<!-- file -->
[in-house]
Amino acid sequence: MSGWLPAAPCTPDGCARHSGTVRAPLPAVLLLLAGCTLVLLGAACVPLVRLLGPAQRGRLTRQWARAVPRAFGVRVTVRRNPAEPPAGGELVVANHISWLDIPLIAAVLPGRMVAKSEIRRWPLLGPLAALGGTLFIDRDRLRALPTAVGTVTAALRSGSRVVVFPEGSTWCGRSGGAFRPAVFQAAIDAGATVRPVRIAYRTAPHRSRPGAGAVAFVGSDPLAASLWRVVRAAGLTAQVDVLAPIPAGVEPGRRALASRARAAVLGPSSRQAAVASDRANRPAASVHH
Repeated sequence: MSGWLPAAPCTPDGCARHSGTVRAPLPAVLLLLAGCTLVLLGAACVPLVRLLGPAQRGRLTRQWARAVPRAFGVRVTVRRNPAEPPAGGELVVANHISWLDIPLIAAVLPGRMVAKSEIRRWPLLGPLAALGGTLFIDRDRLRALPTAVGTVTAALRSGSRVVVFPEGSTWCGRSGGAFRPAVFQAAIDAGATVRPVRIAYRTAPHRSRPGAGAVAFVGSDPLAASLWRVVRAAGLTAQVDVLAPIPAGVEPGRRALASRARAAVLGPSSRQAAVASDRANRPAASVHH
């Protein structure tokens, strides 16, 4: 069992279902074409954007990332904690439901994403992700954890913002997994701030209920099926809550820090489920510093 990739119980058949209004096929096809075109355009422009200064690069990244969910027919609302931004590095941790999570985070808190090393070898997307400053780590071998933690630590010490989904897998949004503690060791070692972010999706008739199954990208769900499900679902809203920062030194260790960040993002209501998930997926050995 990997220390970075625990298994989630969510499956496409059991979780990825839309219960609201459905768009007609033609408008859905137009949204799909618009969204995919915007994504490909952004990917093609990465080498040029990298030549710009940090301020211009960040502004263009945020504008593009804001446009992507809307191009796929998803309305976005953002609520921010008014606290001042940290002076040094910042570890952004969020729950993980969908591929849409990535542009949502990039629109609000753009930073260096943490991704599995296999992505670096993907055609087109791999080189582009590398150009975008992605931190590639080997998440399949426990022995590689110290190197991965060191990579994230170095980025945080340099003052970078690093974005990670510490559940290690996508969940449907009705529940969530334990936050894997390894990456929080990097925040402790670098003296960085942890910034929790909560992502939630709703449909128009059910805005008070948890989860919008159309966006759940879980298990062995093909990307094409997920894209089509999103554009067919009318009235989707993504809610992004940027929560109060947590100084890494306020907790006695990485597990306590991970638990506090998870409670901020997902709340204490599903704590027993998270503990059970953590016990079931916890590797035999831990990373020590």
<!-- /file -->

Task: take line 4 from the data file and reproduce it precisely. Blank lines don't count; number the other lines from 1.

């Protein structure tokens, strides 16, 4: 069992279902074409954007990332904690439901994403992700954890913002997994701030209920099926809550820090489920510093 990739119980058949209004096929096809075109355009422009200064690069990244969910027919609302931004590095941790999570985070808190090393070898997307400053780590071998933690630590010490989904897998949004503690060791070692972010999706008739199954990208769900499900679902809203920062030194260790960040993002209501998930997926050995 990997220390970075625990298994989630969510499956496409059991979780990825839309219960609201459905768009007609033609408008859905137009949204799909618009969204995919915007994504490909952004990917093609990465080498040029990298030549710009940090301020211009960040502004263009945020504008593009804001446009992507809307191009796929998803309305976005953002609520921010008014606290001042940290002076040094910042570890952004969020729950993980969908591929849409990535542009949502990039629109609000753009930073260096943490991704599995296999992505670096993907055609087109791999080189582009590398150009975008992605931190590639080997998440399949426990022995590689110290190197991965060191990579994230170095980025945080340099003052970078690093974005990670510490559940290690996508969940449907009705529940969530334990936050894997390894990456929080990097925040402790670098003296960085942890910034929790909560992502939630709703449909128009059910805005008070948890989860919008159309966006759940879980298990062995093909990307094409997920894209089509999103554009067919009318009235989707993504809610992004940027929560109060947590100084890494306020907790006695990485597990306590991970638990506090998870409670901020997902709340204490599903704590027993998270503990059970953590016990079931916890590797035999831990990373020590």